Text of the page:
Supercomputers Speed Up Game
Wall Street Journal
Delete: the stereotype of a wise-cracking trader. Replace with: supercomputers so sophisticated that they are programmed to replicate the occasional human mistake.
Over the past several years, trading on global stock exchanges has exploded, and many of the world's biggest exchanges are considering mergers that could further reshape the industry.
Much of the jump in business is due to the rise in electronic trading.
Today, computers can spot and capitalize on tiny price discrepancies in milliseconds, such as a difference between a stock listed on two exchanges separated by an ocean. Banks, hedge funds and other big investors have direct feeds to exchanges that bypass brokers and let them trade much more easily and often.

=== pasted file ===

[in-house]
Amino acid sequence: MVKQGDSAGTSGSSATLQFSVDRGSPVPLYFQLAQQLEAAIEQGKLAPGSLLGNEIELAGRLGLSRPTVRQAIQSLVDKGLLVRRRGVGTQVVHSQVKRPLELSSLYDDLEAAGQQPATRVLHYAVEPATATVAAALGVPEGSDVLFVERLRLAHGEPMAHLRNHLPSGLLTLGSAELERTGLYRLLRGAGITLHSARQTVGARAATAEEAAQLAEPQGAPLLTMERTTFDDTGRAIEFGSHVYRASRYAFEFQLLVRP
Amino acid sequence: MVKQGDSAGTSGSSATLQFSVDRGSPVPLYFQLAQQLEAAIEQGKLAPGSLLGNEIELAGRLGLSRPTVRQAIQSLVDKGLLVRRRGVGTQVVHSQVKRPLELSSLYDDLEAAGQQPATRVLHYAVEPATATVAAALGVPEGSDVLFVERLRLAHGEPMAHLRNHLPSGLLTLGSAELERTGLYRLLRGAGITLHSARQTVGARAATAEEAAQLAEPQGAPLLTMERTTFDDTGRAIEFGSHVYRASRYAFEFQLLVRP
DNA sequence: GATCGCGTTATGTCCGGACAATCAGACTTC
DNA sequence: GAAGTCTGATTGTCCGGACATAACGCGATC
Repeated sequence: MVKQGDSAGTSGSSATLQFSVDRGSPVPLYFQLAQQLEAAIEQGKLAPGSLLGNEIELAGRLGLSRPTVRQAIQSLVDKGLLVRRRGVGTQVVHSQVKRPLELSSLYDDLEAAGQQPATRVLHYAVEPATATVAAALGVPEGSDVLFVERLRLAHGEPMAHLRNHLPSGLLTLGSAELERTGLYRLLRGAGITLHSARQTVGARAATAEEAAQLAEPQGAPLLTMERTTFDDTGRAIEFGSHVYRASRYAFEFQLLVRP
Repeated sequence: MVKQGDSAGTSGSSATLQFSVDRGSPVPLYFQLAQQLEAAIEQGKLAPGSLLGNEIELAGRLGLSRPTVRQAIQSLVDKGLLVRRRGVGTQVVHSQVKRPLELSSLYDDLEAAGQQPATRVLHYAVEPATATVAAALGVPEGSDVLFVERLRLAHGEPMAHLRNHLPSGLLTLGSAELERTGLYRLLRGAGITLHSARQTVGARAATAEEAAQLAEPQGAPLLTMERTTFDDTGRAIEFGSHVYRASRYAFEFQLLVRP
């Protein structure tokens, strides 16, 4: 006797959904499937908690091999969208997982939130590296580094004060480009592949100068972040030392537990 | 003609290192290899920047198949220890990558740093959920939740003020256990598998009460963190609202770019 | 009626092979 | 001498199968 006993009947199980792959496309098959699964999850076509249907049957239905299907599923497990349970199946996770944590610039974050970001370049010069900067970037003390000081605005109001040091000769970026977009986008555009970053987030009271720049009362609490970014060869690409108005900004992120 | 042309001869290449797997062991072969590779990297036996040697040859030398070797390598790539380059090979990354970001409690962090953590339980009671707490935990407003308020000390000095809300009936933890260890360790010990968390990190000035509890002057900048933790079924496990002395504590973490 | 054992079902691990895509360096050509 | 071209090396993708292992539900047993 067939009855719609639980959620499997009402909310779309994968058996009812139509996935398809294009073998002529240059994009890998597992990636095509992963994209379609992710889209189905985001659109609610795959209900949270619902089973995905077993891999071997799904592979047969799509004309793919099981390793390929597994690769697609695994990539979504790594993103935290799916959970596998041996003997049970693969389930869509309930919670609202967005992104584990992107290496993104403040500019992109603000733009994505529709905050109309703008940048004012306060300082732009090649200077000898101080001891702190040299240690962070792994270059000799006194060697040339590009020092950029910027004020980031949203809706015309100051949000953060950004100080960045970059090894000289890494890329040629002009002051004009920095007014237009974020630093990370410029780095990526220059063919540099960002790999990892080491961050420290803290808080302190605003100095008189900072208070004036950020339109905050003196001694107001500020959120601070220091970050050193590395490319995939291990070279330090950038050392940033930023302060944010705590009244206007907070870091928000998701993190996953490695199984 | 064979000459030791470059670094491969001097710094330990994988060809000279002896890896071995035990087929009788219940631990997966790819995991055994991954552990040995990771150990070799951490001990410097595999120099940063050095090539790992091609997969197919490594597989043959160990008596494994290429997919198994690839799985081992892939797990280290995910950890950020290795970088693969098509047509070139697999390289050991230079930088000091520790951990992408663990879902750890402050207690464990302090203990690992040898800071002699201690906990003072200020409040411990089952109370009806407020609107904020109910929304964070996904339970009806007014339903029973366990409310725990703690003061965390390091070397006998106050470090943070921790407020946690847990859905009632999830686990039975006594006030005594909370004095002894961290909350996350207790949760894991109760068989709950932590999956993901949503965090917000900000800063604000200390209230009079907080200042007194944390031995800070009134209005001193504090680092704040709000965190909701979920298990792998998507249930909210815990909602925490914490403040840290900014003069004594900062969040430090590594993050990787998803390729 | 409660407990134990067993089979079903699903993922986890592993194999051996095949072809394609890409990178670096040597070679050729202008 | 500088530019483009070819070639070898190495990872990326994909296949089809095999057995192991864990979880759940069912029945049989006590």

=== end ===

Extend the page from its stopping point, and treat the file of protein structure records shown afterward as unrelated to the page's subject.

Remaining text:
The bottom line: Exchanges that offer the quickest access and the widest possible range of securities will attract the most business, hence the push to consolidate. "The end game is a global exchange that spans the three major regions: the U.S., Europe and Asia," says Mamoun Tazi, an analyst who follows exchanges at Man Securities in London.
Most recently, Nasdaq Stock Market Inc. took a 15% stake in London Stock Exchange PLC in what many view as a major step toward a full-blown bid. London, meanwhile, continues to hold discussions with other exchanges about possible combinations, including informal talks about a possible tie-up with NYSE Group Inc., operator of the New York Stock Exchange, according to people familiar with the matter.